I don’t know who said it, but whoever came up with the idea that “whatever liberals don’t want to ban, they want to make mandatory,” is absolutely accurate. You name it, they’ve got a plan to force everyone to do it or to rid the world of it. Nothing is too small to escape their crosshairs, not even straws.
Straws are a favorite target, the banning of which is all the rage in Democrat-controlled cities across the country. They pat themselves on the back so hard over this Jihad against straws that you’d think they were giving themselves the Heimlich maneuver.
Now they’re coming for water bottles. Honestly, it’s kind of surprising it took this long.
San Francisco International Airport has banned plastic water bottles from being sold inside the terminal because, they say, it will help save the planet. One traveler, a woman named Debbie Dubois, told a reporter, “I actually think it’s a really positive move. I’m really proud of the city of San Francisco and California for being aware and taking some action to save our planet.”
Yay, planet saved! Not exactly.
You can still buy any other non-alcoholic beverage in plastic bottles, and if you’ve ever bought a bottle of Coke you’ve likely noticed plastic “pop” or “soda” bottles (depending upon where in the country you are – btw: pop is correct) are much thicker than plastic water bottles. Some water bottles are so thin and flimsy they’re like trying to drink out of a Ziploc bag. Fox reported that vice president of the International Bottled Water Association said, “If consumers can’t get a bottled water product in their preferred plastic container, they are likely to purchase a less healthy beverage in a much heavier plastic bottle, which will actually increase the amount of waste generated as SFO.”
While the stated goal of the ban is to bring the airport closer to their goal of producing zero landfill waste by 2021, this “feel good” move will end up producing more waste. At least, that is, until they move to bad the next round of plastic.
Why the Jihad against plastic? Because waterways around the world, particularly the oceans, are becoming littered with the stuff. It’s the same “logic” behind the $.05 per plastic bag tax liberals imposed nearly everywhere they could.
But the problem isn’t the plastic, it’s the people who toss their trash out the windows of their cars or on the ground wherever they happen to be. Much like everything else, because of the acts of a few, they want to infringe upon or tax everyone else rather than cracking down and fining people who litter.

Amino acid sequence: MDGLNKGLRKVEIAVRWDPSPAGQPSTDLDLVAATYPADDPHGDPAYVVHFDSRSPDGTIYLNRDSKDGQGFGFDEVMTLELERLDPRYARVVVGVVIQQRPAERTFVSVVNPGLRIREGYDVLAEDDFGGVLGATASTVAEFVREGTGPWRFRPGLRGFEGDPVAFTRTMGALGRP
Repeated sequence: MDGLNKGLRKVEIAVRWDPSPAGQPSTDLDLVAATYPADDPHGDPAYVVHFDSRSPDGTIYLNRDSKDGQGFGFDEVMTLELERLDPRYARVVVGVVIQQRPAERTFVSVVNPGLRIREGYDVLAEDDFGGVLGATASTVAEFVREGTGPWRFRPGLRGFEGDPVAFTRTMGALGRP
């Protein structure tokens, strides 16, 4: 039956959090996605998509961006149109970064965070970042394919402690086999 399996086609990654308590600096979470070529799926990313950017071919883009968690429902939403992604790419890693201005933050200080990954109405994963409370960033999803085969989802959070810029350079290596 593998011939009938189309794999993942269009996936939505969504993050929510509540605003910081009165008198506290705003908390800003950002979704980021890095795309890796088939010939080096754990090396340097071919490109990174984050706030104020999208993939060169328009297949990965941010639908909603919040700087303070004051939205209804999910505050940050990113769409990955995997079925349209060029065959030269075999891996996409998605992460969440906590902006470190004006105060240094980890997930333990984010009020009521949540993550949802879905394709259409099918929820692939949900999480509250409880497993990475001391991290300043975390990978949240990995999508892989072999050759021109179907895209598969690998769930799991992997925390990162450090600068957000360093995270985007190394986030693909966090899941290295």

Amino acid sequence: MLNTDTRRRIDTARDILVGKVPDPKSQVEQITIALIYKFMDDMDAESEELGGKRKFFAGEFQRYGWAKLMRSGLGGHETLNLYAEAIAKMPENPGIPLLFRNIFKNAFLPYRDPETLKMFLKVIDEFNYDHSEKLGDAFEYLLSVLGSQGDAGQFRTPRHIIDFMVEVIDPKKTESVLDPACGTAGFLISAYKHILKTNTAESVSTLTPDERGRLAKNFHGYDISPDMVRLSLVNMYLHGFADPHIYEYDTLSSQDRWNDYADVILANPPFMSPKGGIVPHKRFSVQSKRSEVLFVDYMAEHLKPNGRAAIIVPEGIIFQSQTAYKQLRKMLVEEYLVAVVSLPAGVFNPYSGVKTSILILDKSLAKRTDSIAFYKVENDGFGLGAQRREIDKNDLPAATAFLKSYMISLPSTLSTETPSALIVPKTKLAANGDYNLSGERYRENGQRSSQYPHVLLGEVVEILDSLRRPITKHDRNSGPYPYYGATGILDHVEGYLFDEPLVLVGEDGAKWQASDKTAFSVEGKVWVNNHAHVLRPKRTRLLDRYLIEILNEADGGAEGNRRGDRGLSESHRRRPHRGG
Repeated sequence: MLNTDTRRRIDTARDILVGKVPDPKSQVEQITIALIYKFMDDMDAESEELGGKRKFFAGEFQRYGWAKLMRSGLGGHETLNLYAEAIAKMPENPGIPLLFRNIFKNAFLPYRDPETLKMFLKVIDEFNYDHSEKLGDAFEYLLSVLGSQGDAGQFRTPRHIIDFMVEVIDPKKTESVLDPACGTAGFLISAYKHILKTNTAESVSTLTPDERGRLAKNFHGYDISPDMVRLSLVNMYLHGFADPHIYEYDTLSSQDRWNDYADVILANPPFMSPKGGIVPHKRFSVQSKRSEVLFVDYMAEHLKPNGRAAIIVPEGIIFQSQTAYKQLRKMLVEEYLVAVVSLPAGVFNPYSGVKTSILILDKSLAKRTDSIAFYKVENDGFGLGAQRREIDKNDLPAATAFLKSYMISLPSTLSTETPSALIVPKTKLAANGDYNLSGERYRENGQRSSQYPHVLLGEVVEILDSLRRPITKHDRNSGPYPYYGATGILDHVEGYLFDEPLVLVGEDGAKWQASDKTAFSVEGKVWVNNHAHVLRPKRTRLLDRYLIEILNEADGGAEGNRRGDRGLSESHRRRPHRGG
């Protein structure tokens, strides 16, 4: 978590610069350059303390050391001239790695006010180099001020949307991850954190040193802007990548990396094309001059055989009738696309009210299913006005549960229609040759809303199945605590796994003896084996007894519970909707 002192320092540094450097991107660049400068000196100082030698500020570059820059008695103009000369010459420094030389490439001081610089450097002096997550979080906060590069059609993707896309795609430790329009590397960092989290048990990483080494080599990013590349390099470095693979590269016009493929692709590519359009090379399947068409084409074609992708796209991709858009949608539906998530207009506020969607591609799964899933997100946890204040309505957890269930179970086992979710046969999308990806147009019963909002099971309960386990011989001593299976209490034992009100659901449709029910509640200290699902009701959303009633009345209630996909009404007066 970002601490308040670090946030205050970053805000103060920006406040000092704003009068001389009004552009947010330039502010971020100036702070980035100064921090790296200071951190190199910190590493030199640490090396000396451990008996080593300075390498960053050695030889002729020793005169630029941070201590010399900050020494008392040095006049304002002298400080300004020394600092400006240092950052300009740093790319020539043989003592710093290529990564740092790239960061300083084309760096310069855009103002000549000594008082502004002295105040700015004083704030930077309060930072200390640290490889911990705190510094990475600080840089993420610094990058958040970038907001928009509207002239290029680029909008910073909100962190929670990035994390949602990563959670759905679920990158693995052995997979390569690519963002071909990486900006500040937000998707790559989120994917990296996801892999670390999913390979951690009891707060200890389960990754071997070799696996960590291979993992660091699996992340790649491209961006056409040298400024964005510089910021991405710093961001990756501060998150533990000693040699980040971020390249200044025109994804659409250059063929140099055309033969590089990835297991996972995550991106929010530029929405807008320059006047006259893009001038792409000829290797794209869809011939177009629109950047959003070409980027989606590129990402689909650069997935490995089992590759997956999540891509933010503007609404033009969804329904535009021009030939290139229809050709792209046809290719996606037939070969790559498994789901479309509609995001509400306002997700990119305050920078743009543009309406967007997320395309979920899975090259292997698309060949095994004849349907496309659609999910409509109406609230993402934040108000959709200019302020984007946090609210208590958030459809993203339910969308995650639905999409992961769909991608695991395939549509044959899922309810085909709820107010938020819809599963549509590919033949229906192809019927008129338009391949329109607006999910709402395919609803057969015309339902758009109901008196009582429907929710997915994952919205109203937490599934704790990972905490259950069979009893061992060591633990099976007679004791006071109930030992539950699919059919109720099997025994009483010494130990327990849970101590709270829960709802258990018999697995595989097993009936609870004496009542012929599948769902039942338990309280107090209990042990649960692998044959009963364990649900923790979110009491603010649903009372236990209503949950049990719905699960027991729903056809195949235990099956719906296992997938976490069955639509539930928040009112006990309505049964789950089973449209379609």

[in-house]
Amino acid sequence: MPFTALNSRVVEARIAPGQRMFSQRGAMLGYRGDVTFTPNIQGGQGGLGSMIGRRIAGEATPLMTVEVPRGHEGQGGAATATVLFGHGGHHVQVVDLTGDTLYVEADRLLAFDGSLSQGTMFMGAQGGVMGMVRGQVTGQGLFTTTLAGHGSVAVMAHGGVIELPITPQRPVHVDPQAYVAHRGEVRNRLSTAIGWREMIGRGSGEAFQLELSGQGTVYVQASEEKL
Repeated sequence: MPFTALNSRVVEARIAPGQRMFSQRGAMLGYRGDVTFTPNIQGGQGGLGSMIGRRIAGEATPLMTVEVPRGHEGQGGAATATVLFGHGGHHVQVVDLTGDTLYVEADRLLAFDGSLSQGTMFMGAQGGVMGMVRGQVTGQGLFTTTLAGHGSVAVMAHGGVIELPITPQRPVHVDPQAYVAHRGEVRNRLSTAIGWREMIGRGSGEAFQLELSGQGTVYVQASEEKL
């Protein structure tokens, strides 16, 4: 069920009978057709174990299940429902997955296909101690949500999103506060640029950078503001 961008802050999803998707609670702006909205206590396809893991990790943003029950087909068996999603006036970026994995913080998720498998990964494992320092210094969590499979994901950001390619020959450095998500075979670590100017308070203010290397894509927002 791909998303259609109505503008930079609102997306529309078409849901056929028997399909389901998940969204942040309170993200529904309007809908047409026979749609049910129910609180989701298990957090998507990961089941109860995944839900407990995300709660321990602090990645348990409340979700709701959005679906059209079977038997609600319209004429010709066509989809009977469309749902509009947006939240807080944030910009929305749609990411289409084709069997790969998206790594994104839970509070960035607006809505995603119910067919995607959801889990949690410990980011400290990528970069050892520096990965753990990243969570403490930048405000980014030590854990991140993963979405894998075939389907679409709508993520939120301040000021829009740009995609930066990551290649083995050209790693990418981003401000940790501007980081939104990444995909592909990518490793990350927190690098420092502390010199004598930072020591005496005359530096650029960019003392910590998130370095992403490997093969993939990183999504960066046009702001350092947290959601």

By the way, the overwhelming majority of the plastic in the ocean comes from Asia, but taxing and banning things in Asia isn’t an option. American pockets are here, and Democrats love to get their hands in those, especially when it can be wrapped in the idea of saving the planet.
There is a better way, if liberals really do want to address the problem.
I grew up in Michigan, a state where you won’t find many stray bottles or cans laying around parks or anywhere else. Why? Are Michiganders super-tidy? Not really. It’s because every can and bottle is worth a dime.
Michigan has a $.10 deposit on every bottle and can sold. So a pop that costs $.99 actually costs $1.09. When you bring the bottle back to a store that sells them, you get a dime. A case of beer cans is worth $2.40. As a kid, I funded by baseball card habit by collecting empties from parks and softball fields around the city. It was great for kids too young to work - gave us a way to get some money.
This would work for water bottles in California, plastic bags, or even straws everywhere. If those things suddenly had value, artificial as it is, you’d create an army of kids and homeless people snatching up every stray they could find. They wouldn’t end up in the water, they’d be recycled the second they hit the ground. You want to get rid of plastic bags, make them worth a nickel or dime. Once you pay for it, because they’re so thin, they become worthless the second you get your groceries out of them. If they didn’t rip before that. Tossing them in the trash or on the ground becomes an option when something has zero value. So why not a deposit instead?
The problem is, while a deposit would clean the streets and waterways, these local governments wouldn’t be able to wet their beaks. And no liberal government is interested in a solution to anything if they don’t get a piece of the action.
So, politicians and government officials continue to ban and tax without making an impact on what they say their ultimate goal is. Makes you wonder if control, and not keeping plastic bottles, bags, and straws from becoming litter, isn’t really their goal.